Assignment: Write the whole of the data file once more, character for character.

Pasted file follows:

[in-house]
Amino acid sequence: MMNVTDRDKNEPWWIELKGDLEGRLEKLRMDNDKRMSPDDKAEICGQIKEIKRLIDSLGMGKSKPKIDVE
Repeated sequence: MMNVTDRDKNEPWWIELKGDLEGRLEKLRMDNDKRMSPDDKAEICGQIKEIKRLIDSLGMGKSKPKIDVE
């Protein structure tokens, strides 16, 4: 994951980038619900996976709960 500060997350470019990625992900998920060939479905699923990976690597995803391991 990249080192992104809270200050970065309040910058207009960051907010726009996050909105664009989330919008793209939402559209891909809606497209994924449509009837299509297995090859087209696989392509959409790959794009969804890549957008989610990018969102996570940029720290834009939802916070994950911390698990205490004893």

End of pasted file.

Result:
[in-house]
Amino acid sequence: MMNVTDRDKNEPWWIELKGDLEGRLEKLRMDNDKRMSPDDKAEICGQIKEIKRLIDSLGMGKSKPKIDVE
Repeated sequence: MMNVTDRDKNEPWWIELKGDLEGRLEKLRMDNDKRMSPDDKAEICGQIKEIKRLIDSLGMGKSKPKIDVE
């Protein structure tokens, strides 16, 4: 994951980038619900996976709960 500060997350470019990625992900998920060939479905699923990976690597995803391991 990249080192992104809270200050970065309040910058207009960051907010726009996050909105664009989330919008793209939402559209891909809606497209994924449509009837299509297995090859087209696989392509959409790959794009969804890549957008989610990018969102996570940029720290834009939802916070994950911390698990205490004893």